U.S. Supply Truck Mortared


KABUL, Afghanistan:


Gen. Abdul Rahman Sayedkhail, chief of Parwan province, about 40 miles north of Kabul, said a mortar landed a little more than half a mile from the main gate at Bagram Air Base, north of the capital, Kabul, and destroyed a truck delivering food to U.S. military personnel there.









The casket of U.S. Army Warrant Officer Steven Shephard, 30, is carried to the graveside service in Purcell, Okla., July 6, 2005.  Shepard was one of two pilots killed in an Apache helicopter that crashed June 27 in Iraq. (AP Photo/Sue Ogrocki)





Sir! No Sir! On ABC Show


From: David Zeiger

Sent: April 06, 2006 1:16 PM

Subject: Sir! No Sir! on Ebert and Roeper


Dear friends,


"Sir! No Sir!" will be one of the films featured and reviewed on the ABC show "Ebert and Roeper at the Movies" this weekend.


Check your local listings for the time and day it airs in your area. 


Tell your friends, spread the word, fire up the TIVO, and don't miss it!


Below is the current list of theatrical openings of "Sir! No Sir!" Keep checking our web site for openings in your area, as new bookings are coming in daily. http://www.sirnosir.com



David Zeiger






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MAY 12


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(503) 225-5555



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(202) 452-7672



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MAY 22



512 6th STREET




"Sir! No Sir!" combines exceptional artistry and insightful analysis with great story telling. This is no facile agitprop piece, but a careful dissection of a growing military rebellion that permanently altered American society, but has largely been forgotten.                       International Documentary Magazine


Nominated for the Independent Spirit Award for Best Documentary

Audience Award Best Documentary--Los Angeles Film Festival

Jury Award Best Documentary--Hamptons International Film Festival

Jury Award Best Film on War and Peace--Vermont International Film Festival

Nominated for a Gotham Award and International Documentary Association Award



Displaced Films

3421 Fernwood Avenue

Los Angeles, CA 90039


323-913-0683 fax




Lessons Not Learned


People like Bush, Cheney, Rice, and all of the others who continue supporting this war, are not just repeating the mistakes from 40 years ago.  Every day when they wake up and do the same thing, they are repeating the mistakes of last week and of yesterday.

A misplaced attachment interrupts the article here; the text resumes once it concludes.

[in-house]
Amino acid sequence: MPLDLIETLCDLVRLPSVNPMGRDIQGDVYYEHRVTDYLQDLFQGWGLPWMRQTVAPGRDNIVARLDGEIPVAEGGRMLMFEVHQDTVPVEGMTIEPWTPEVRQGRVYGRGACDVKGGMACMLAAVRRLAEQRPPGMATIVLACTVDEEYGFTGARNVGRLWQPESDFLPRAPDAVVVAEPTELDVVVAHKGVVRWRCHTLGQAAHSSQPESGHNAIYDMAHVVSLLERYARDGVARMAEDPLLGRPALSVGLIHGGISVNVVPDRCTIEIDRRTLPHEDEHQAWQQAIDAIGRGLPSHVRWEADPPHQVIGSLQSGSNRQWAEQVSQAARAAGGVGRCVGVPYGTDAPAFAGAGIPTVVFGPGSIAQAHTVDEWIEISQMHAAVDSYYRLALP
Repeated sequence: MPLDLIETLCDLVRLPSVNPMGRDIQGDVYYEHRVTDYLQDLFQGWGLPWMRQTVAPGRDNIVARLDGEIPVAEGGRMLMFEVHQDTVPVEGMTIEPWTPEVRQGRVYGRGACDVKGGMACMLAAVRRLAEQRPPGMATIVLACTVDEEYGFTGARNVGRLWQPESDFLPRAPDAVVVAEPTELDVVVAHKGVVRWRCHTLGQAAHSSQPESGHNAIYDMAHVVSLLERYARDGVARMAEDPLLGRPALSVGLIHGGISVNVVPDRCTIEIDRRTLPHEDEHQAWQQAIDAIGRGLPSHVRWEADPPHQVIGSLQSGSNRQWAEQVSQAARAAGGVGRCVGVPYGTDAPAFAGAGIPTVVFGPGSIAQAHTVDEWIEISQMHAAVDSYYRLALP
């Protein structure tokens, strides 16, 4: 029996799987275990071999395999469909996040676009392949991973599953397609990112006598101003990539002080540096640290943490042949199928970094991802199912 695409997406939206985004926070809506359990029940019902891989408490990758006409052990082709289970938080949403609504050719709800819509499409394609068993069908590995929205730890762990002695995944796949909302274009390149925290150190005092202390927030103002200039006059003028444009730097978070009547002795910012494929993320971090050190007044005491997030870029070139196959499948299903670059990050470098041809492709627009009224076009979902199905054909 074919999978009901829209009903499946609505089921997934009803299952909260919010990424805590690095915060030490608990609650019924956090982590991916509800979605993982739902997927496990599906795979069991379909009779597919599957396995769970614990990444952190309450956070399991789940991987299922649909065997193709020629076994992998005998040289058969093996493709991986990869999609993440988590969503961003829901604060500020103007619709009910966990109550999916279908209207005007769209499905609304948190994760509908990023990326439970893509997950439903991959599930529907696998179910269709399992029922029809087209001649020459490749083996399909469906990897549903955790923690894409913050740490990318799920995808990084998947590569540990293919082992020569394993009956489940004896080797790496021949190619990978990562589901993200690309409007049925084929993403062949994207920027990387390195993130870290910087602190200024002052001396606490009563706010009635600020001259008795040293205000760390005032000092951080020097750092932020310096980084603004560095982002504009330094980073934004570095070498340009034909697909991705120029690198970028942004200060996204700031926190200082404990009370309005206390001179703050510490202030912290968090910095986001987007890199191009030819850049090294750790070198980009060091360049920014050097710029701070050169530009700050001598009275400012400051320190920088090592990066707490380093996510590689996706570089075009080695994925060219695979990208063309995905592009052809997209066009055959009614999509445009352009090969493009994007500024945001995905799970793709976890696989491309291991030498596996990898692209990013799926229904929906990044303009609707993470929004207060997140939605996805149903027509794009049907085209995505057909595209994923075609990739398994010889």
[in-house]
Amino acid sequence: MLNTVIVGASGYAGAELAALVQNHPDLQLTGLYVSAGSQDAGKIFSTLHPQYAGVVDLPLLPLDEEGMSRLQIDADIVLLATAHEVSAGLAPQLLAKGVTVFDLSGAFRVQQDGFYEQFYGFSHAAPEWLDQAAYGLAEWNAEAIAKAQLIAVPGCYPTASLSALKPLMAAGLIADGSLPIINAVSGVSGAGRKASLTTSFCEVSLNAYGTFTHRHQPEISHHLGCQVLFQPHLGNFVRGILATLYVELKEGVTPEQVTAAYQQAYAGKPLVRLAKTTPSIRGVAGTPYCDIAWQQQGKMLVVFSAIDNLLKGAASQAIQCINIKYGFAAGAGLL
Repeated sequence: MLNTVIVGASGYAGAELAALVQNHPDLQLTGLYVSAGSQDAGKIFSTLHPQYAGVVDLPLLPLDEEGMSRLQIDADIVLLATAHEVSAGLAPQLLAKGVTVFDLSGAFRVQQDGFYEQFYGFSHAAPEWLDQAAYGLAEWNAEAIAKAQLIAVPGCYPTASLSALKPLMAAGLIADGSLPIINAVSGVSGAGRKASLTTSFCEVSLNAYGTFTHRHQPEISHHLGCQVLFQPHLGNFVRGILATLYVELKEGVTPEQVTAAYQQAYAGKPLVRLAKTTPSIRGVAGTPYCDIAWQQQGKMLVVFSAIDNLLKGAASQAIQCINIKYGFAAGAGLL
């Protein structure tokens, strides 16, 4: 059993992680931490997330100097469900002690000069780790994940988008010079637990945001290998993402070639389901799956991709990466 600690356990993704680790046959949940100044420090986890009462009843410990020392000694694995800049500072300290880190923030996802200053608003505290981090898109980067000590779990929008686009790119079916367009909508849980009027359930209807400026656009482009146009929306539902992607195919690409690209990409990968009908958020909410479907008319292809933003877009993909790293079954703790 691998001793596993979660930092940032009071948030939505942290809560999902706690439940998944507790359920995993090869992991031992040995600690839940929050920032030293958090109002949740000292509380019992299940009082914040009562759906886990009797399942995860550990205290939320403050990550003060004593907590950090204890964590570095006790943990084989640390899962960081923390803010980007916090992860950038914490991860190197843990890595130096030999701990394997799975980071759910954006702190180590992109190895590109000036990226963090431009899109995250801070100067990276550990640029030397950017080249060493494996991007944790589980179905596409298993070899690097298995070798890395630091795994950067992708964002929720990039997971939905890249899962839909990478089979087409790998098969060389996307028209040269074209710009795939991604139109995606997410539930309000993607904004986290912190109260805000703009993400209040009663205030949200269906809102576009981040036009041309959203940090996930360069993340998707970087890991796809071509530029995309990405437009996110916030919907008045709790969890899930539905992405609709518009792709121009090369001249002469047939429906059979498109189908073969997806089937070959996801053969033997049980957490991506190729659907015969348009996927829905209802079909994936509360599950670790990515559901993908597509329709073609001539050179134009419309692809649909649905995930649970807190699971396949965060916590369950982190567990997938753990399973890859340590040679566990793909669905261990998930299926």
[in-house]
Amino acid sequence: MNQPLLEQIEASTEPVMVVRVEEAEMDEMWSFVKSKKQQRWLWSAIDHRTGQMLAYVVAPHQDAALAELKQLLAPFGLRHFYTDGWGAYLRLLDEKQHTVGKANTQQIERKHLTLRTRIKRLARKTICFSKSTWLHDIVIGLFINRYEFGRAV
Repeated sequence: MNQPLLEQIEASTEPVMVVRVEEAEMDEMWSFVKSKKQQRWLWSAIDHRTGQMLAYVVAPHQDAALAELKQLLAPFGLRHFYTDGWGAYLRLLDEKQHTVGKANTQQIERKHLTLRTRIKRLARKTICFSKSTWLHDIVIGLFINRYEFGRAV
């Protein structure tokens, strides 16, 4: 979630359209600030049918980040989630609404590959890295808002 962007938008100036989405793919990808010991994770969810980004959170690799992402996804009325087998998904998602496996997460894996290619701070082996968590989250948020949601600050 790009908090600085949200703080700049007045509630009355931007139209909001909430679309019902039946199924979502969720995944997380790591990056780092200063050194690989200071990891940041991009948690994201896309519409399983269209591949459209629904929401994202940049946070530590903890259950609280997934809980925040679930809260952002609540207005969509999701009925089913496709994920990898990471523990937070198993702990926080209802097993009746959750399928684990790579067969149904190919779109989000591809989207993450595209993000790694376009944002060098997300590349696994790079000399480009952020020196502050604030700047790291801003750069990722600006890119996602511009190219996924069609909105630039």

From: Diane Rejman

To: GI Special

Sent: April 05, 2006 12:44 AM

Subject: Lessons Not Learned


Speech given at an anti-war rally in Palo Alto, CA, commemorating the third anniversary of the start of the war in Iraq:


Diane Rejman is a member of Veterans for Peace, Chapter 101 in San Jose.  She served in the US Army from 1977-80.  She holds an MBA from Thunderbird, the American Graduate School of International Management, and is listed in Who's Who in America.  She can be reached at: yespeaceispossible@yahoo.com




I led the crowd in the chants representing the messages of the day:

          "US out of Iraq!"

          "Bush out of Washington!"


Isn't it heartbreaking that our country hasn't learned from history?  That we don't learn from our mistakes? 


40 years ago, things weren't all that different:

          "US out of Vietnam!"

          "Nixon out of Washington!"


Last month I visited Vietnam with Global Exchange.  That war is not yet over for the Vietnamese.


The legacy of our war on them is still visible.


In the early part of my trip, I told a fellow traveler that the civilian massacre at My Lai was not an anomaly, that our troops routinely destroyed villages all over Vietnam.  She replied, "I hope that's not true."


Later in the trip, we were told that in Quang Tri province, in the center of the country along the demilitarized zone, of the 3,000 villages there only 11 were left standing by the time the Americans left.  We also learned about the potential millions of pieces of unexploded ordnance such as land mines and cluster bombs, left behind by Americans, that continue to kill and maim innocent civilians.


Just three weeks before our arrival, an elderly couple was killed when a mine, deteriorated by age and weather, went off under their house while they were sleeping.


At one point, our tour bus was traveling south of Hanoi, through the beautiful countryside full of rice fields.  The fields stretch out to the horizon, and I saw Vietnamese people working in them, bent over planting the rice piece by piece.


I saw what looked like fish ponds all over.  I asked our tour guide about them.  He said, "Those aren't fish ponds.  They're bomb craters."  (remnants of the US bombing raids)


Our tour guides made a point of telling us that Vietnam, a third world country, had successfully fought off occupying forces of three permanent members of the UN Security Council - China, France, and the United States.


For decades, they came under attack by the most sophisticated weapons available.  They fought back with some weapons captured from the French (and paid for by the US), with bicycles and bamboo, and their hearts.  When you're fighting for the soul of your country, you don't need B-52 bombers and WMDs to win.